LyX (written as LyX in plain text) is a document processor following the self-coined "what you see is what you mean" paradigm (WYSIWYM), as opposed to the WYSIWYG ideas used by word processors. This means that the user only has to care about the structure and content of the text, while the formatting is done by LaTeX, an advanced typesetting system. LyX is designed for authors who want professional output with a minimum of effort and without becoming specialists in typesetting. The job of typesetting is done mostly by the computer, following a predefined set of rules called a style, and not by the author. Specific knowledge of the LaTeX document processing system is not necessary but may improve editing with LyX significantly for specialist purposes.
Although LyX is popular among technical authors and scientists for its advanced mathematical modes, it is increasingly used by social scientists and humanists for its excellent bibliographic database integration and ability to manage multiple files. LyX has become especially popular among self-publishers, including even novelists, because LyX combines the ease of use of a word processor with the typesetting abilities of LaTeX.
OpenOffice.org Writer is the word processor component of the OpenOffice.org software package. Writer is a word processor similar to Microsoft Word, with a roughly equivalent range of features.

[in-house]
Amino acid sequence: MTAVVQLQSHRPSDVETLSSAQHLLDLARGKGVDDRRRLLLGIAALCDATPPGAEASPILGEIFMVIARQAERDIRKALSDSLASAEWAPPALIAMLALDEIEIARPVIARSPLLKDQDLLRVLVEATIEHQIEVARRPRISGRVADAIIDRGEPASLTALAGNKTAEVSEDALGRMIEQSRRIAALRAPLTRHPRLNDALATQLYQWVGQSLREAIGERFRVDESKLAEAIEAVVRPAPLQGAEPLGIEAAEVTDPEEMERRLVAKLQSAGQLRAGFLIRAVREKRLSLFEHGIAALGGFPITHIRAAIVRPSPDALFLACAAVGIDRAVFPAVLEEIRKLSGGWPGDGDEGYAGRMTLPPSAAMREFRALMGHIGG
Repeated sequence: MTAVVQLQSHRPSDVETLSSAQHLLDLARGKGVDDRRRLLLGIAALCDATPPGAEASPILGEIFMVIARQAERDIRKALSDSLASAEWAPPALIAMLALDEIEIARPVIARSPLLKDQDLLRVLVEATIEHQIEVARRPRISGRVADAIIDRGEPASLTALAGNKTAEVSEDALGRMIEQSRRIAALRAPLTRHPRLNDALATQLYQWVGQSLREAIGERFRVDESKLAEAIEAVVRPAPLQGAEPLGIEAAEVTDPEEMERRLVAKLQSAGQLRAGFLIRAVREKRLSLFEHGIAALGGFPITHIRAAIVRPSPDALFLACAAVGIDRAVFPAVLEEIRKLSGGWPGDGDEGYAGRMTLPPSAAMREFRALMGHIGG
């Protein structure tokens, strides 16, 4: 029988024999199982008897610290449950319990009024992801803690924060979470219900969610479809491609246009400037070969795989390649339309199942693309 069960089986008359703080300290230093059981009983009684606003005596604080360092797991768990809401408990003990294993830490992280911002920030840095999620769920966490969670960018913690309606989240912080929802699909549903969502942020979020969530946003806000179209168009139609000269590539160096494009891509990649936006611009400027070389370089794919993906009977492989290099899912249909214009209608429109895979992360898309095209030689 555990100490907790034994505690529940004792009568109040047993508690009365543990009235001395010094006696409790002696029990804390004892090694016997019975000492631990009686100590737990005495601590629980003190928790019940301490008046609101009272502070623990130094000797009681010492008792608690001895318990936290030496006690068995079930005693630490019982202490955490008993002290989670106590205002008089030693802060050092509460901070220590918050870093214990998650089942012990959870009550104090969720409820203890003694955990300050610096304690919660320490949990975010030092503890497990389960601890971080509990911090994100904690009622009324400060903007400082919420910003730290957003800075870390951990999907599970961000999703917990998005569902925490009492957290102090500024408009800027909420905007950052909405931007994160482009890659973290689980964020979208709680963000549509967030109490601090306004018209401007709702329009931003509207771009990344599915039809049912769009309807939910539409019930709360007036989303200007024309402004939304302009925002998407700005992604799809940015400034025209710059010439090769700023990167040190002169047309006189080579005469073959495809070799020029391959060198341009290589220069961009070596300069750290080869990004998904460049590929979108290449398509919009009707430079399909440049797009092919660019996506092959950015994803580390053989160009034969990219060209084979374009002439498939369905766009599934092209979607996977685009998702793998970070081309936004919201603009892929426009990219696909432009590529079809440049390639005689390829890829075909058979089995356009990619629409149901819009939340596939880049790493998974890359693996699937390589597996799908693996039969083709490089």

As with the entire OpenOffice.org suite, Writer can be used across a variety of platforms, including Mac OS X, Microsoft Windows, Linux, FreeBSD and Solaris. Released under the terms of the GNU Lesser General Public Licence, Writer is free software.
GNU TeXmacs is a free scientific word processor component of the GNU project, which was "inspired" by both TeX and GNU Emacs, but shares no code with either of the two programs it is named after. It is written and maintained by Joris van der Hoeven. The program produces structured documents with a WYSIWYW user interface. New document styles can be created by the user. The editor provides high-quality typesetting algorithms and TeX fonts for publishing professional looking documents.
TeXmacs can handle math formulas, and is used as a front-end to a number of computer algebra systems such as Maxima or Yacas. TeXmacs also supports a Scheme extension language called Guile for customizing the program and writing extensions.
Ted is a word processor for the X Window System environment, which runs on Linux and other Unix-like systems. Developed primarily by Mark de Does, Ted is a lightweight, yet full-featured word processor.
It saves files in a Microsoft Word-compatible rich text format and has support for headers, footers, tables, different fonts, text alignment, and other features common to word processors. Ted has been localized into various languages.
While the program includes a spell checker, it does not check for spelling as the user types. It is a very light-weight and fast word processor, making it ideal for older computers and embedded systems.
Ted is currently using the Motif toolkit for widget rendering and compiles and runs fine when compiled with LessTif. A GTK+ version is currently under development.
If there are other free and open source word processors that you may know of and which I failed to include on the list above, please share them with us via comment.